The Future of Pharmacy: Clinical Practices with a Remote Pharmacist

Aspen RxHealth Consultant Laura Cranston discusses the path being blazed by remote pharmacists around the nation.

By Laura Cranston, CEO Emeritus of Pharmacy Quality Alliance (PQA), and consultant to Aspen RxHealth

remote healthcare worker burnout

The crisis of healthcare worker burnout

If you’ve visited a physician’s office, pharmacy, or hospital in the last few years, you’ve undoubtedly observed the effects of physician, pharmacist, and nurse burnout. The last three years have put an exponential amount of pressure on our healthcare infrastructure – more than the inundating migration towards interoperability or path toward value-based care. As consumers, we are all bearing witness to the cracks that healthcare leadership has been aware of for decades. One of these cracks is in the very foundation of healthcare in our communities—clinical pharmacists.

What is healthcare worker burnout?

In the simplest sense, burnout results from packed work days, high-pressure situations, and a demanding schedule. While burnout is present in all industries, It’s easy to see how it can disproportionately impact healthcare providers and clinicians across the sector, and pharmacists are no exception.

The impact of burnout on patients and providers

Burnout is a very real problem facing our healthcare ecosystem. In fact, a 2021 study found that 20% of physicians and 40% of nurses intended to leave their current practice within two years. Healthcare providers are beginning to crack under the pressure they’ve been subjected to over the last several years.

Burnout is not only unpleasant for clinicians but has the potential for dangerous impacts on patients. When clinicians are burnt out, they tend to focus only on the bare necessities of their duties, often missing more intricate details that can make all the difference to a patient’s health outcomes.

As pharmacists were called upon in droves to test, treat, and triage throughout the pandemic, they are working longer hours and stepping up to manage staffing shortages. The word “burnout” is real and is being experienced at higher levels than it’s ever been. An online movement, #PizzaIsNotWorking, has gained steam as a show of defiance to the trend of providing pizza parties or other similar ‘incentives’ to alleviate the stresses of work—it simply isn’t enough.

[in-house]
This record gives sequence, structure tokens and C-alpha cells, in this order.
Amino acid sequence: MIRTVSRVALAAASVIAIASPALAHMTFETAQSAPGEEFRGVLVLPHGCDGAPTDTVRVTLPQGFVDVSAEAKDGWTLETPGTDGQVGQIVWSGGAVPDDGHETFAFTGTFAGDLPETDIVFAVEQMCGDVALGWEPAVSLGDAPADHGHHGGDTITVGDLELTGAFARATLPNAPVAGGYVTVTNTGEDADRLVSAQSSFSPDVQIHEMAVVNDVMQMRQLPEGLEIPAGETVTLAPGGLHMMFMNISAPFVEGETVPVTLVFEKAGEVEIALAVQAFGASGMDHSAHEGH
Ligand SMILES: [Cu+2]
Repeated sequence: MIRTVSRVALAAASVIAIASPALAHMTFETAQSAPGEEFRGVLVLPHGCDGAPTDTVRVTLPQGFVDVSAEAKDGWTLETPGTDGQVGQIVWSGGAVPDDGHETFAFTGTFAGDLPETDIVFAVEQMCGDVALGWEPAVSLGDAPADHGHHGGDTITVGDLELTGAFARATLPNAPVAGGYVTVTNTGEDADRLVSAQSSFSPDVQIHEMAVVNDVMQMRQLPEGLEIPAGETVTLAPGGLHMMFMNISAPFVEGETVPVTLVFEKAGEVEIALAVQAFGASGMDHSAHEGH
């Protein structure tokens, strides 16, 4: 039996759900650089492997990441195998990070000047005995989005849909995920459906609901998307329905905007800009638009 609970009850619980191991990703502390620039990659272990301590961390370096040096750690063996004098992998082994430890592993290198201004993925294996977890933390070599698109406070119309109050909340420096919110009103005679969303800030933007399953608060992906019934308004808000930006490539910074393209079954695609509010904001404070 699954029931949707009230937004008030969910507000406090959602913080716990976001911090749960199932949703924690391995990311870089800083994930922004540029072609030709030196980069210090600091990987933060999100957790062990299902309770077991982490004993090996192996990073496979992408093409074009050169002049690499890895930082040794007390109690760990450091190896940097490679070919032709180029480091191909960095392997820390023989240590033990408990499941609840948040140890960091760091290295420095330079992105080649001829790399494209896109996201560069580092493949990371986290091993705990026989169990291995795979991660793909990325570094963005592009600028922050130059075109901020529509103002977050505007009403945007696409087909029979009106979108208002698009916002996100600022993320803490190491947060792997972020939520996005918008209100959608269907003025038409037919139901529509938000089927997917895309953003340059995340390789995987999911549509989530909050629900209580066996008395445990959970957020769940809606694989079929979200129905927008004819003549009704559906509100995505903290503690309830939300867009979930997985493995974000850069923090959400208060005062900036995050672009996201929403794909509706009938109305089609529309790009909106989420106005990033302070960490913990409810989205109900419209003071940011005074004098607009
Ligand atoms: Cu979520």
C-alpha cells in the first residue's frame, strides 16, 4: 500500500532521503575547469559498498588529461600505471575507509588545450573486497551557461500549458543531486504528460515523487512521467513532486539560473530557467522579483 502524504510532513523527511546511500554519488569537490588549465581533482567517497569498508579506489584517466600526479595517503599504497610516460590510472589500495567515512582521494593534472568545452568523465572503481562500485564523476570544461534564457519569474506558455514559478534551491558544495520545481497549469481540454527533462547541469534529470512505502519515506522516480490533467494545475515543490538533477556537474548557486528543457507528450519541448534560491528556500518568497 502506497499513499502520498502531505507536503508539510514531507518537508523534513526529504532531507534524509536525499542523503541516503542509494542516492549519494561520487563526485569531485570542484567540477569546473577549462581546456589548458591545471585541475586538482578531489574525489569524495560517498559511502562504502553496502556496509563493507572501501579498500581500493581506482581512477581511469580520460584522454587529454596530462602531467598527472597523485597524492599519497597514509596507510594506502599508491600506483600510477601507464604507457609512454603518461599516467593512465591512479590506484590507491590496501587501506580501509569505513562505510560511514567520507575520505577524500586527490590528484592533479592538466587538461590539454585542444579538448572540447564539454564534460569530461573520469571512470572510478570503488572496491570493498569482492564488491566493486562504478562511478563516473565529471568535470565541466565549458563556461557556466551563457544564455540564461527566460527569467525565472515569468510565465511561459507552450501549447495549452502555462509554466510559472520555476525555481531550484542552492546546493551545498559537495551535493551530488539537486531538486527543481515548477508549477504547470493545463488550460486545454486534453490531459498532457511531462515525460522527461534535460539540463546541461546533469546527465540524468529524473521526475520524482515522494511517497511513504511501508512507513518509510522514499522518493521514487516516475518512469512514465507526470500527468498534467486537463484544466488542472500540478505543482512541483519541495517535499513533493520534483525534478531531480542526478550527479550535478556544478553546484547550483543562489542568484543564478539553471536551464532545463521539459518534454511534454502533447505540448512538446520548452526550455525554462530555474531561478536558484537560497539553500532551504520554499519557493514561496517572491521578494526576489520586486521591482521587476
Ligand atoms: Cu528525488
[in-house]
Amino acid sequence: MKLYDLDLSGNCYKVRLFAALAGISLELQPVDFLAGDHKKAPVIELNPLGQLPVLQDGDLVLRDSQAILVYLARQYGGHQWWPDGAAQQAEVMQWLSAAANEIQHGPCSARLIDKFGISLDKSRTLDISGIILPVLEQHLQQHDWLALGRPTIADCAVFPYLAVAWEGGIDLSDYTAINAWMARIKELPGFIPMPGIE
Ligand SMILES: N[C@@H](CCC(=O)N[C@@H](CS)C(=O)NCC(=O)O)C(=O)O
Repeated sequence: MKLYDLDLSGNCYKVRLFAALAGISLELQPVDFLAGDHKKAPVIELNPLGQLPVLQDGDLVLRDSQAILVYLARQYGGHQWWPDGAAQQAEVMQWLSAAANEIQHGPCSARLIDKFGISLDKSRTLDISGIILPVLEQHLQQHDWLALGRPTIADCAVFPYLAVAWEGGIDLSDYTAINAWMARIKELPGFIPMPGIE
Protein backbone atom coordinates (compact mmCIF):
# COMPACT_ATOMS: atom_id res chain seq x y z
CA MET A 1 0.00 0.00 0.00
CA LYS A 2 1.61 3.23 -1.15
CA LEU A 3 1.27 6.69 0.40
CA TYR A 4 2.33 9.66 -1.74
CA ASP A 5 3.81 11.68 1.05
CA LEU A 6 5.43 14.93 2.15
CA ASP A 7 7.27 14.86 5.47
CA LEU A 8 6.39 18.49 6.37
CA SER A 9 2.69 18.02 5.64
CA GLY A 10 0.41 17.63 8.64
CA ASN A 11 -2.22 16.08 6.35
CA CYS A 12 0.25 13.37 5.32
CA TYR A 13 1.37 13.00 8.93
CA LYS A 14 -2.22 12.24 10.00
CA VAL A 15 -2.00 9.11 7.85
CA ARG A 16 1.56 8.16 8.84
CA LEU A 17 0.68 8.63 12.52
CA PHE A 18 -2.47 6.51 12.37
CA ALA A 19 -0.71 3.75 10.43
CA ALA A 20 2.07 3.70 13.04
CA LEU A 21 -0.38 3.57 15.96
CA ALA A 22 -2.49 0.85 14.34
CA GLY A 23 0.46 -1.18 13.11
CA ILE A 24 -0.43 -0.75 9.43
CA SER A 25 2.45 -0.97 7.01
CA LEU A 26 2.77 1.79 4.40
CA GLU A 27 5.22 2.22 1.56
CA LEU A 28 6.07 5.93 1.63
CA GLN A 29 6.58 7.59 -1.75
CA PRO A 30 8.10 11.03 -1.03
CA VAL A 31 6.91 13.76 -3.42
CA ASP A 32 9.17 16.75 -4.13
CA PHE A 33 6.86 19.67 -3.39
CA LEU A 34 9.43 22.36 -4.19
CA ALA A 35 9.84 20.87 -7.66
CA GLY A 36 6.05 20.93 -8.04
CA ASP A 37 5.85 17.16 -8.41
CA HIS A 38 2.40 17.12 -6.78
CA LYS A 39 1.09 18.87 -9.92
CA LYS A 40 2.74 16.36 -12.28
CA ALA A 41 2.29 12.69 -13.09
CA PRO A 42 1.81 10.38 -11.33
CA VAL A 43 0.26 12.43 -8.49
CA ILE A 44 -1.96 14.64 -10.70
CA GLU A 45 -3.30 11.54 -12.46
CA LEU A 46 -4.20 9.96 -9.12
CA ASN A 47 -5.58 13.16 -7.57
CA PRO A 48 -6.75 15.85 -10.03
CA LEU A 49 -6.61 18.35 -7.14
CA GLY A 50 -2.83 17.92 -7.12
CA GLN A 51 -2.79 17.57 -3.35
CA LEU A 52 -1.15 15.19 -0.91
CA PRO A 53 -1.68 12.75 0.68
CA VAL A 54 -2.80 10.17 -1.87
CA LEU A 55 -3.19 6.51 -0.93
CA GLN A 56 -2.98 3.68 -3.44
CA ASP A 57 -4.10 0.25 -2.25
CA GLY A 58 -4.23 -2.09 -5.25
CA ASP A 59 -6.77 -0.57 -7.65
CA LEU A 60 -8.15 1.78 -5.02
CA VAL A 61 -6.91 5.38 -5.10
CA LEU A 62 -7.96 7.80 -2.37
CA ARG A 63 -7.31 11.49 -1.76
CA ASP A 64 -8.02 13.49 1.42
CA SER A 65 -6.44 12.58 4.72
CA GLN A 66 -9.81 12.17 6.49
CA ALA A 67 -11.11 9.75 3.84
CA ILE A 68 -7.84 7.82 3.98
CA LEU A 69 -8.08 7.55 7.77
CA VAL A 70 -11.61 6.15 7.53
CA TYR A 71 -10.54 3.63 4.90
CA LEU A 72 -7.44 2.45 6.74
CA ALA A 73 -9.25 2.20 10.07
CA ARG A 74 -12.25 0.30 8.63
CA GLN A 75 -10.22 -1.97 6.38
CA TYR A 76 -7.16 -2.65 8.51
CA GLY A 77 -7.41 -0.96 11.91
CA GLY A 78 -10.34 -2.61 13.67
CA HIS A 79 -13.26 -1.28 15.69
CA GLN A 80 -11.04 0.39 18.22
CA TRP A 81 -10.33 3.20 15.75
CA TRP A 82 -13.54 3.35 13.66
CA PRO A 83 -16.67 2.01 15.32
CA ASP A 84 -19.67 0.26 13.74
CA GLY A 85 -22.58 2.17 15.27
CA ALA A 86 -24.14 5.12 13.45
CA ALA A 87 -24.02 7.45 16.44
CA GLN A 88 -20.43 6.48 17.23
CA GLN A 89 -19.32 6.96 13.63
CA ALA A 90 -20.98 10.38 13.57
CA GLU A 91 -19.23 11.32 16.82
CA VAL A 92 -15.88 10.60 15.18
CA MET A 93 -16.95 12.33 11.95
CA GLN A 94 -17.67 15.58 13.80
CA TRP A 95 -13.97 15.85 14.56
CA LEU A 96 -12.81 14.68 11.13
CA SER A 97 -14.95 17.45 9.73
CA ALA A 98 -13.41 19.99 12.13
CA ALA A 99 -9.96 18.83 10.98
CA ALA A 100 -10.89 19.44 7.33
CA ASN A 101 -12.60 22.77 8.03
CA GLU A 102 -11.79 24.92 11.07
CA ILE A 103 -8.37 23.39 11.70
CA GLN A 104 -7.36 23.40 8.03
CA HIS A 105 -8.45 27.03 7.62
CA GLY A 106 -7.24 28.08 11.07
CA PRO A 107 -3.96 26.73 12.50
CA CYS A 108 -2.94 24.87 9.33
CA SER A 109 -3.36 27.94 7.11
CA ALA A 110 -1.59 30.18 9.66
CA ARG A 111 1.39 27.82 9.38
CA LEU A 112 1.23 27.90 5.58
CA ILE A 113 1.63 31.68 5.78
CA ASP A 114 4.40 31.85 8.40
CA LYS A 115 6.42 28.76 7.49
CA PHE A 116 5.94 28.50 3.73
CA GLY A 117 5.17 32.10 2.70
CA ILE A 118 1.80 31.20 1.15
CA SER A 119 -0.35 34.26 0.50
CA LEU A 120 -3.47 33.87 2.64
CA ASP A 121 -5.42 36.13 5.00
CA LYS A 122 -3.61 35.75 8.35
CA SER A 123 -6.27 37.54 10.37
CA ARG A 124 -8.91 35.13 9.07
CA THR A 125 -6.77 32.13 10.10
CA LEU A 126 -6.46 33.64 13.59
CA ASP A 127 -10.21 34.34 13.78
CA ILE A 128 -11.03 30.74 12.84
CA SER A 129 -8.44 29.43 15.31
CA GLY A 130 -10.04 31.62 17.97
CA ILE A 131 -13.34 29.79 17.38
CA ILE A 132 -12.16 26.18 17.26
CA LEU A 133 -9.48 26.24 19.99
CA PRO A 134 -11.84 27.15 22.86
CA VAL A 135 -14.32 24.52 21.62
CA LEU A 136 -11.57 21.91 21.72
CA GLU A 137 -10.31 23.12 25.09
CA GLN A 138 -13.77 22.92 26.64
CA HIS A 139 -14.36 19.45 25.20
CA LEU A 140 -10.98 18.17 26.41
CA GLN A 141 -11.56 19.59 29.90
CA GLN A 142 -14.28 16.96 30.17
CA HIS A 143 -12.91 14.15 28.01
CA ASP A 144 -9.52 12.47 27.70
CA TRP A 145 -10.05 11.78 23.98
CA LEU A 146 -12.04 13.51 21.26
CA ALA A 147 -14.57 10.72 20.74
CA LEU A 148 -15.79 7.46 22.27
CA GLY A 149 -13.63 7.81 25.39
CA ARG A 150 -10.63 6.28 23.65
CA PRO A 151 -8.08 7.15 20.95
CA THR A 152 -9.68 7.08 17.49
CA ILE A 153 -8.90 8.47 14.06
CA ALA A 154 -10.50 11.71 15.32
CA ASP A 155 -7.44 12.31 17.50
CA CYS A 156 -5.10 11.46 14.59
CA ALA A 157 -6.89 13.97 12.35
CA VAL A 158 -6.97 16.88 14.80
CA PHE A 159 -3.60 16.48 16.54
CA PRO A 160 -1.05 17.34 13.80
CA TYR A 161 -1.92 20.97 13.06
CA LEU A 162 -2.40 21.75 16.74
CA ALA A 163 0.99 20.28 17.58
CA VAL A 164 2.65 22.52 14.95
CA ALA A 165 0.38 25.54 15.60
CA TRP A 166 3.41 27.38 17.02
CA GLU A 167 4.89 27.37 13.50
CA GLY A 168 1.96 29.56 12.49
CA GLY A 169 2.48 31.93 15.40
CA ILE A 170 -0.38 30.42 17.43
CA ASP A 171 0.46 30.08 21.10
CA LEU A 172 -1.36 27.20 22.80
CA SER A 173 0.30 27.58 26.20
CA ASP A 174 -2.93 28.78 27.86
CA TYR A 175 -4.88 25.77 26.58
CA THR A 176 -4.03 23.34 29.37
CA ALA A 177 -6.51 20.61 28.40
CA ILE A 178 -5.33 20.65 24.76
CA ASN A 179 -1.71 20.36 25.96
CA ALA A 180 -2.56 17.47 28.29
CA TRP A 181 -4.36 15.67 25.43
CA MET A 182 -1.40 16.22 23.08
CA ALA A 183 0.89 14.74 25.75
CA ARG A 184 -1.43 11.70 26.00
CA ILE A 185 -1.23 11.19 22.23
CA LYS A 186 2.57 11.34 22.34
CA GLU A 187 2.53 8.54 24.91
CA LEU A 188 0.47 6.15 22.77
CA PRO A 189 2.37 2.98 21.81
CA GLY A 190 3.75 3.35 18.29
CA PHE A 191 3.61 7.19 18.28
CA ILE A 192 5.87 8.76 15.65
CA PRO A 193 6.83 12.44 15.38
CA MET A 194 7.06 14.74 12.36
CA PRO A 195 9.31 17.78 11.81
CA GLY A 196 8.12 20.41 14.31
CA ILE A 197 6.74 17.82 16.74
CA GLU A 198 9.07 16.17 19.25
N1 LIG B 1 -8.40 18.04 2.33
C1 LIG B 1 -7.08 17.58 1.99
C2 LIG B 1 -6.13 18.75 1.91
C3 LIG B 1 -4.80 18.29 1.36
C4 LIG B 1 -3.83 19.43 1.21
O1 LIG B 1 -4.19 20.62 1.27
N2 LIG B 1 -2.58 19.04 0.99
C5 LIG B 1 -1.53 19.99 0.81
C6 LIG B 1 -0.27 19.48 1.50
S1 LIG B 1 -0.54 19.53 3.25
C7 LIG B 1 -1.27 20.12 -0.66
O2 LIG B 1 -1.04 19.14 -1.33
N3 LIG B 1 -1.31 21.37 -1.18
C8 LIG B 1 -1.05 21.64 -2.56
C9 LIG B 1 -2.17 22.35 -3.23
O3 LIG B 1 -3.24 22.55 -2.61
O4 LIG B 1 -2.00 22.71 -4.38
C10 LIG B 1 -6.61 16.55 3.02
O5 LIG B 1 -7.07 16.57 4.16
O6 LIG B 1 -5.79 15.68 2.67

employee burnout

How remote pharmacists fill critical healthcare gaps

Clinical Pharmacists have long been one of the most trusted healthcare professionals with the highest level of education as it relates to medication optimization and management of the most complex medication regimens. Across the United States, many people live in areas too rural to access a primary care physician, but they may have access to a local community pharmacy or at the minimum, access to a telephone for virtual care. 

How remote pharmacy services decrease healthcare worker burnout

However, there’s a shining light for pharmacists who intend to use their clinical expertise gained through their extensive education and experience to deliver care directly to patients—all with the flexibility of working remotely. I’m often told that this sounds too good to be true, but I assure you it isn’t. After transitioning out of my position as Founder and CEO of PQA, I was eager to join the Aspen RxHealth team because I firmly believe in their mission. The company is pharmacist-founded, pharmacist-grounded, and patient-centric. Aspen RxHealth is revolutionizing the industry with the creation and deployment of a tech-enabled platform that connects pharmacists and patients virtually. The environment we’ve created allows clinical pharmacists to act as true providers— delivering high-quality consultative care and curating a panel of patients whose medication regimens they routinely review and manage.

How Aspen RxHealth is changing clinical pharmacy with remote pharmacist roles

In this radical new frontier for the pharmacy profession, Aspen RxHealth provides the environment and resources to this bustling community which hovers at over 7,000 pharmacists today, providing them with the tools needed to own and manage their clinical practice and deepen their motivational interviewing skills.  Another area of focus as this pharmacist community grows is Aspen RxHealth’s education around building the necessary infrastructure so that pharmacists can understand how to operate as independent contractors. Finally, pharmacists are moving beyond dispensing and caring for patients in an impactful way.

Aspen RxHealth clinical pharmacists are consistently reporting higher levels of personal and professional satisfaction than their counterparts. Patients are satisfied too – shown by the 4.8 out of 5 star rating they give Aspen RxHealth pharmacists after a consultation. With a robust incentive structure for top-performing pharmacists (rated by quality and consultation volume), their clinical practices are becoming much healthier, too.

I feel energized and privileged by the opportunity to play a strategic consultative role to the Aspen RxHealth team and work with our exceptional community of pharmacists as we explore potential strategic partnerships. The most exciting thing is that we’re just getting started. The future is calling. How will you answer?